Church leaders have expressed concern recently at the extent to which people are turning from Christianity to new age religion, astrology, and the like.  It should come as no surprise.  For years now, the church has gone soft on traditional Christian belief.  It has encouraged people to reinterpret Christian theology and to bring it up to date.  If we do not seem to believe in our faith, it is no wonder that society at large should decide not believe in it either.  All that our attempts to make Christianity relevant have done is to drive people back to what used to be believed before Christianity ever came on the scene.  It is rather ironic that young people should see pagan beliefs as more relevant to them than Christianity.  So much for the desire to be modern.

The problem, though, is a real one.  There can be little doubt that religion is back on the agenda.  Interest in spirituality is high, but the choice of faiths and the variety of spiritualities on offer is bewildering.  When it comes to religion, we are faced with a religious supermarket.  It is perhaps no surprise that people are adopting a pick ‘n’ mix approach to religion.  A bit of Christianity, a helping of Buddhism, a smattering of astrology and - hey presto!- instant religion.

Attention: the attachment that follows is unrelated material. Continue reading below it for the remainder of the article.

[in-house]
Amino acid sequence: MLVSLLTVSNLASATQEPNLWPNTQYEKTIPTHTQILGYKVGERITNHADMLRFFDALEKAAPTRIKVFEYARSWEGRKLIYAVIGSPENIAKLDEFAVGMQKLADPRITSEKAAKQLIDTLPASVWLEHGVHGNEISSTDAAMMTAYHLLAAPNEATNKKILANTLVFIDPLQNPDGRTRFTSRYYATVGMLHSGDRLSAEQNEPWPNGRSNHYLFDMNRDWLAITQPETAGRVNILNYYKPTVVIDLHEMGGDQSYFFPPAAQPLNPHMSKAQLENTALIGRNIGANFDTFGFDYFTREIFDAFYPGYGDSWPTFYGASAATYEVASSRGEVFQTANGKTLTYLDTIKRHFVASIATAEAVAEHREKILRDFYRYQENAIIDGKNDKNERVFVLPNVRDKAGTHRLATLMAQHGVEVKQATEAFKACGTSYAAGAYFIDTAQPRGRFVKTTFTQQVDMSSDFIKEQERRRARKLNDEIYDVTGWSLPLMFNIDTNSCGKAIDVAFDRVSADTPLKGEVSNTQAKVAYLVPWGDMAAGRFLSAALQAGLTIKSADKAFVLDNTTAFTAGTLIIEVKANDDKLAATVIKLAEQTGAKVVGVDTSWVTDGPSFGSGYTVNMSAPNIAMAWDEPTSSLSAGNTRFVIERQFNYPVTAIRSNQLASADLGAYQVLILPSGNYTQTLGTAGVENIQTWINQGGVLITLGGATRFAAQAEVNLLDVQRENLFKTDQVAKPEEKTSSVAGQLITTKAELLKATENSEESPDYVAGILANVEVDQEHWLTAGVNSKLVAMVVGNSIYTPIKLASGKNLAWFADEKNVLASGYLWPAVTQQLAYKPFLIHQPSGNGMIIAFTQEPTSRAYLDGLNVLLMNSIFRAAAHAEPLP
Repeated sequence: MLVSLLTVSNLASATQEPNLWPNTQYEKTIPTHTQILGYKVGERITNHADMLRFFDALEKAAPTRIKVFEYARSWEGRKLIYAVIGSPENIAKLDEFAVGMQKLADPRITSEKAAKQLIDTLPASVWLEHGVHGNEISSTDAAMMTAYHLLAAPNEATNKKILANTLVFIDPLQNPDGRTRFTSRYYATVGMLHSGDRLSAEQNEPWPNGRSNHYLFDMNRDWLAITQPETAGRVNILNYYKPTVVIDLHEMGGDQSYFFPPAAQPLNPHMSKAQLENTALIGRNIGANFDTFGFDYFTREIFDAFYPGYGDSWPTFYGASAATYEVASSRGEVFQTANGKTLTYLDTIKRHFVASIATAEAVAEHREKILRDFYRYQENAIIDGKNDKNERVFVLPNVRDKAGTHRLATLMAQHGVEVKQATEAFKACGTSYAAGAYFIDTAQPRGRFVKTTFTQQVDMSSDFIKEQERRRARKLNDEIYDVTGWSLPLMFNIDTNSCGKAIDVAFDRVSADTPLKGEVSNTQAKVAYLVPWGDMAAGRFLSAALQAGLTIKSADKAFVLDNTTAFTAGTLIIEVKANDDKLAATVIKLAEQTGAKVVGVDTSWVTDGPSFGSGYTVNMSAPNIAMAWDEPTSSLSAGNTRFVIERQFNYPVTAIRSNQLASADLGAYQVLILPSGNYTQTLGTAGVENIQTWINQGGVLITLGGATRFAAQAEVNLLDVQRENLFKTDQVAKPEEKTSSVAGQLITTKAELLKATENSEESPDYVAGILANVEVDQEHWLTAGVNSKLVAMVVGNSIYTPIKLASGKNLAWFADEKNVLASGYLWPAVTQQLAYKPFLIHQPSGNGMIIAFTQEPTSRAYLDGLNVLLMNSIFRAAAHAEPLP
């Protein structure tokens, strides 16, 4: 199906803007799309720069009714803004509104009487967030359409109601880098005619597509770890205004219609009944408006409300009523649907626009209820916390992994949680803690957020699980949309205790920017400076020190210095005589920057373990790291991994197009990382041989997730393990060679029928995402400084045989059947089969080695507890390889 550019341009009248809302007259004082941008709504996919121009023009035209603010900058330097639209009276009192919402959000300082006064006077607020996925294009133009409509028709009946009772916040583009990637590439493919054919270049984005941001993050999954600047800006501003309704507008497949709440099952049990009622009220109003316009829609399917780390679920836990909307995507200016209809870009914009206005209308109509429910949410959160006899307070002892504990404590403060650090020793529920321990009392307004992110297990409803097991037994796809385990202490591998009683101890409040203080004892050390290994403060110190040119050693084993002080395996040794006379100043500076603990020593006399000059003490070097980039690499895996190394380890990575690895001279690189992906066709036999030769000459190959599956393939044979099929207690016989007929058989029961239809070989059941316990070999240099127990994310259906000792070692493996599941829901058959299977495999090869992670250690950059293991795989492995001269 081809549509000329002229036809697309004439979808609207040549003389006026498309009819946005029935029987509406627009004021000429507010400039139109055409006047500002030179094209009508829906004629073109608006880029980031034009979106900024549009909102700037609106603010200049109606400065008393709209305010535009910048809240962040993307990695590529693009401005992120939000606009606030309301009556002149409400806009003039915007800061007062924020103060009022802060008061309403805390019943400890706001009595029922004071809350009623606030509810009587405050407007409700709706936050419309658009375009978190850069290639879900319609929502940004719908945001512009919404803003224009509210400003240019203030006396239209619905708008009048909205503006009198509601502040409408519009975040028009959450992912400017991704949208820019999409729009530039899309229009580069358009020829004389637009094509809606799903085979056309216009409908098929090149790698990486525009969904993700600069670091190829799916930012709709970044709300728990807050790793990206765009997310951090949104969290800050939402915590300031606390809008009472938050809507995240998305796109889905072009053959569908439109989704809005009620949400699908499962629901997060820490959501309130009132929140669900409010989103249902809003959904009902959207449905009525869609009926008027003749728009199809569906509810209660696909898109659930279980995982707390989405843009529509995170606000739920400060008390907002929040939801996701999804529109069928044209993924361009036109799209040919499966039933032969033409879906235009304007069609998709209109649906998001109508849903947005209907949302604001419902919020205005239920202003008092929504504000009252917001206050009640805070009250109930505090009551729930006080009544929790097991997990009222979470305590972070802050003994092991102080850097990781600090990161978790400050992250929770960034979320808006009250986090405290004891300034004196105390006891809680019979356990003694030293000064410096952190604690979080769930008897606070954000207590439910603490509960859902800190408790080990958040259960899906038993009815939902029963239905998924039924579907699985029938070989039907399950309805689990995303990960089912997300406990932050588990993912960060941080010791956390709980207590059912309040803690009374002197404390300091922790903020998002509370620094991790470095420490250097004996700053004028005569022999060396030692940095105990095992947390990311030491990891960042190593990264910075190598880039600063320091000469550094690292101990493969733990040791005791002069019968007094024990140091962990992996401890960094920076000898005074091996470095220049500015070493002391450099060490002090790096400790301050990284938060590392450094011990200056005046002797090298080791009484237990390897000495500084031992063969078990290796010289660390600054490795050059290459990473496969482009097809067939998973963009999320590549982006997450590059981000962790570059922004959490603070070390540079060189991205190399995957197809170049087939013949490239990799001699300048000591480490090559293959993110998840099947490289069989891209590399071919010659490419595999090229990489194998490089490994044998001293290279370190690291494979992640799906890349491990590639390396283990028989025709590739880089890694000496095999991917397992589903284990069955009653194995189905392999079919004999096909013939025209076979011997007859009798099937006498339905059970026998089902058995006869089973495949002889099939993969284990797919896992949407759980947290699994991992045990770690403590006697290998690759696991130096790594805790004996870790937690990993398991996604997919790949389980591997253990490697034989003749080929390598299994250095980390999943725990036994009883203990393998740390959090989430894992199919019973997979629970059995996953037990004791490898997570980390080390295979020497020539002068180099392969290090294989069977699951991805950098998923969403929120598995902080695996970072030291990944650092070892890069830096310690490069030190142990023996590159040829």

It was not always so in Britain.  It was always the case that the world was full of different religions.  There have always been many competing religions, and Christianity has always had to struggle to be heard on the world stage.  It was once the case, however, that the average believer in the pew could choose to ignore the existence of other religions.  Living in Britain in the 19th century, you were unlikely to encounter any other religion besides Christianity.  This is emphatically not the case today.